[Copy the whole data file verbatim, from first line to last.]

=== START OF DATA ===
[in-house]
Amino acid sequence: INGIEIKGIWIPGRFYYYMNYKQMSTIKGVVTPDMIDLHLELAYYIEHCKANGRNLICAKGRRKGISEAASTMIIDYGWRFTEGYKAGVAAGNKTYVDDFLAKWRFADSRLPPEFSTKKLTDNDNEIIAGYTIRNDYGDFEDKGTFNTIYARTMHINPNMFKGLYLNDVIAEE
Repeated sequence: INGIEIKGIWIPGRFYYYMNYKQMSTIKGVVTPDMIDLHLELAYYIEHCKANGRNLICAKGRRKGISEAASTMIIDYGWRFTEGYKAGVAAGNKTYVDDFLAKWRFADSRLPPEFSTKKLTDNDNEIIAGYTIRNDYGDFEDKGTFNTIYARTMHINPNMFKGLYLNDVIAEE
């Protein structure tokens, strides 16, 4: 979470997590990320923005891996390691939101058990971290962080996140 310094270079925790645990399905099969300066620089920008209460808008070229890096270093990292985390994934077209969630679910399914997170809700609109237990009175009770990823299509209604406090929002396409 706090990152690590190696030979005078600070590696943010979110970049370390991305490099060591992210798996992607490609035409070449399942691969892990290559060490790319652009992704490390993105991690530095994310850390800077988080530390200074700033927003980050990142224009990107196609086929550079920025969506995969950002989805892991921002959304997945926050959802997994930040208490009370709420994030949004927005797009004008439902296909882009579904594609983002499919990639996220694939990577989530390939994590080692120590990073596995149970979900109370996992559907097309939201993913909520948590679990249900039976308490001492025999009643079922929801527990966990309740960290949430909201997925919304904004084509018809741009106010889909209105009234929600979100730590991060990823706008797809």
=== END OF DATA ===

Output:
[in-house]
Amino acid sequence: INGIEIKGIWIPGRFYYYMNYKQMSTIKGVVTPDMIDLHLELAYYIEHCKANGRNLICAKGRRKGISEAASTMIIDYGWRFTEGYKAGVAAGNKTYVDDFLAKWRFADSRLPPEFSTKKLTDNDNEIIAGYTIRNDYGDFEDKGTFNTIYARTMHINPNMFKGLYLNDVIAEE
Repeated sequence: INGIEIKGIWIPGRFYYYMNYKQMSTIKGVVTPDMIDLHLELAYYIEHCKANGRNLICAKGRRKGISEAASTMIIDYGWRFTEGYKAGVAAGNKTYVDDFLAKWRFADSRLPPEFSTKKLTDNDNEIIAGYTIRNDYGDFEDKGTFNTIYARTMHINPNMFKGLYLNDVIAEE
């Protein structure tokens, strides 16, 4: 979470997590990320923005891996390691939101058990971290962080996140 310094270079925790645990399905099969300066620089920008209460808008070229890096270093990292985390994934077209969630679910399914997170809700609109237990009175009770990823299509209604406090929002396409 706090990152690590190696030979005078600070590696943010979110970049370390991305490099060591992210798996992607490609035409070449399942691969892990290559060490790319652009992704490390993105991690530095994310850390800077988080530390200074700033927003980050990142224009990107196609086929550079920025969506995969950002989805892991921002959304997945926050959802997994930040208490009370709420994030949004927005797009004008439902296909882009579904594609983002499919990639996220694939990577989530390939994590080692120590990073596995149970979900109370996992559907097309939201993913909520948590679990249900039976308490001492025999009643079922929801527990966990309740960290949430909201997925919304904004084509018809741009106010889909209105009234929600979100730590991060990823706008797809």